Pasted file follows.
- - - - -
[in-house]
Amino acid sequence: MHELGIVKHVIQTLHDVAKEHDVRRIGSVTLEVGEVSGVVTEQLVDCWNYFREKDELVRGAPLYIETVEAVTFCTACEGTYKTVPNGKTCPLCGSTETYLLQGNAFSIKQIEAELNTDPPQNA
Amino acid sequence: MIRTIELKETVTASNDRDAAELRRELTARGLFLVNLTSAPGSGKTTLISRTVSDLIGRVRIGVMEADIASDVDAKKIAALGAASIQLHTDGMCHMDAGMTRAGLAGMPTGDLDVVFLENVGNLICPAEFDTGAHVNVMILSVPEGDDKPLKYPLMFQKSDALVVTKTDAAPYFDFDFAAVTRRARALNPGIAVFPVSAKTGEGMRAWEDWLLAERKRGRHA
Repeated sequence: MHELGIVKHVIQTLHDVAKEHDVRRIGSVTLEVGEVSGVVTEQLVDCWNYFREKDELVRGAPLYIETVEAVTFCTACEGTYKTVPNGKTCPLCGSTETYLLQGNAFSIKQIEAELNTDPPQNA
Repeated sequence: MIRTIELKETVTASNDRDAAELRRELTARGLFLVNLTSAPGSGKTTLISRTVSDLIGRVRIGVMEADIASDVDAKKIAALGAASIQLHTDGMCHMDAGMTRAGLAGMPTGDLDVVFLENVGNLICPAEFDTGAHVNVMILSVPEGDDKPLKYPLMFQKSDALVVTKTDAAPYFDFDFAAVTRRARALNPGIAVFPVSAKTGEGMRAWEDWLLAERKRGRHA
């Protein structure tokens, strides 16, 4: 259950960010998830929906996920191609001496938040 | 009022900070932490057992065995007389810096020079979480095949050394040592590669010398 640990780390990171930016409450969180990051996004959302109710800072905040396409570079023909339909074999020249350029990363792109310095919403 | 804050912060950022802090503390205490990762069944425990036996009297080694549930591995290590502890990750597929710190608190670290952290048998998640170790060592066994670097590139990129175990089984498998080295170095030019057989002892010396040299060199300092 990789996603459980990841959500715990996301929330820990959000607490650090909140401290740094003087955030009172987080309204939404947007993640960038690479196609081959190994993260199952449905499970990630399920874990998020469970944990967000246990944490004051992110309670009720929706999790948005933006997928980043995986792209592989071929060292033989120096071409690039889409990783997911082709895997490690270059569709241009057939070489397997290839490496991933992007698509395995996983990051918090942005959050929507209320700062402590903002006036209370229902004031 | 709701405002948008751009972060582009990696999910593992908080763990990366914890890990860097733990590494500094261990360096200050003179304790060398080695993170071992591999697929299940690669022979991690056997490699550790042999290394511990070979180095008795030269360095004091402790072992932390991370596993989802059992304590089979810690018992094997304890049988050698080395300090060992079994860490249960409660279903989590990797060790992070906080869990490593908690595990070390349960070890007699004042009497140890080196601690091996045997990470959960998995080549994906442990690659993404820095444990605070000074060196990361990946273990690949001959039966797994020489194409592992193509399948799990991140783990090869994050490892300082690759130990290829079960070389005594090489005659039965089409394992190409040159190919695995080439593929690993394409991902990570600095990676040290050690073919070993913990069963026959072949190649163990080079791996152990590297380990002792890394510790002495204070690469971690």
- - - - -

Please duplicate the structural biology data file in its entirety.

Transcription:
[in-house]
Amino acid sequence: MHELGIVKHVIQTLHDVAKEHDVRRIGSVTLEVGEVSGVVTEQLVDCWNYFREKDELVRGAPLYIETVEAVTFCTACEGTYKTVPNGKTCPLCGSTETYLLQGNAFSIKQIEAELNTDPPQNA
Amino acid sequence: MIRTIELKETVTASNDRDAAELRRELTARGLFLVNLTSAPGSGKTTLISRTVSDLIGRVRIGVMEADIASDVDAKKIAALGAASIQLHTDGMCHMDAGMTRAGLAGMPTGDLDVVFLENVGNLICPAEFDTGAHVNVMILSVPEGDDKPLKYPLMFQKSDALVVTKTDAAPYFDFDFAAVTRRARALNPGIAVFPVSAKTGEGMRAWEDWLLAERKRGRHA
Repeated sequence: MHELGIVKHVIQTLHDVAKEHDVRRIGSVTLEVGEVSGVVTEQLVDCWNYFREKDELVRGAPLYIETVEAVTFCTACEGTYKTVPNGKTCPLCGSTETYLLQGNAFSIKQIEAELNTDPPQNA
Repeated sequence: MIRTIELKETVTASNDRDAAELRRELTARGLFLVNLTSAPGSGKTTLISRTVSDLIGRVRIGVMEADIASDVDAKKIAALGAASIQLHTDGMCHMDAGMTRAGLAGMPTGDLDVVFLENVGNLICPAEFDTGAHVNVMILSVPEGDDKPLKYPLMFQKSDALVVTKTDAAPYFDFDFAAVTRRARALNPGIAVFPVSAKTGEGMRAWEDWLLAERKRGRHA
């Protein structure tokens, strides 16, 4: 259950960010998830929906996920191609001496938040 | 009022900070932490057992065995007389810096020079979480095949050394040592590669010398 640990780390990171930016409450969180990051996004959302109710800072905040396409570079023909339909074999020249350029990363792109310095919403 | 804050912060950022802090503390205490990762069944425990036996009297080694549930591995290590502890990750597929710190608190670290952290048998998640170790060592066994670097590139990129175990089984498998080295170095030019057989002892010396040299060199300092 990789996603459980990841959500715990996301929330820990959000607490650090909140401290740094003087955030009172987080309204939404947007993640960038690479196609081959190994993260199952449905499970990630399920874990998020469970944990967000246990944490004051992110309670009720929706999790948005933006997928980043995986792209592989071929060292033989120096071409690039889409990783997911082709895997490690270059569709241009057939070489397997290839490496991933992007698509395995996983990051918090942005959050929507209320700062402590903002006036209370229902004031 | 709701405002948008751009972060582009990696999910593992908080763990990366914890890990860097733990590494500094261990360096200050003179304790060398080695993170071992591999697929299940690669022979991690056997490699550790042999290394511990070979180095008795030269360095004091402790072992932390991370596993989802059992304590089979810690018992094997304890049988050698080395300090060992079994860490249960409660279903989590990797060790992070906080869990490593908690595990070390349960070890007699004042009497140890080196601690091996045997990470959960998995080549994906442990690659993404820095444990605070000074060196990361990946273990690949001959039966797994020489194409592992193509399948799990991140783990090869994050490892300082690759130990290829079960070389005594090489005659039965089409394992190409040159190919695995080439593929690993394409991902990570600095990676040290050690073919070993913990069963026959072949190649163990080079791996152990590297380990002792890394510790002495204070690469971690």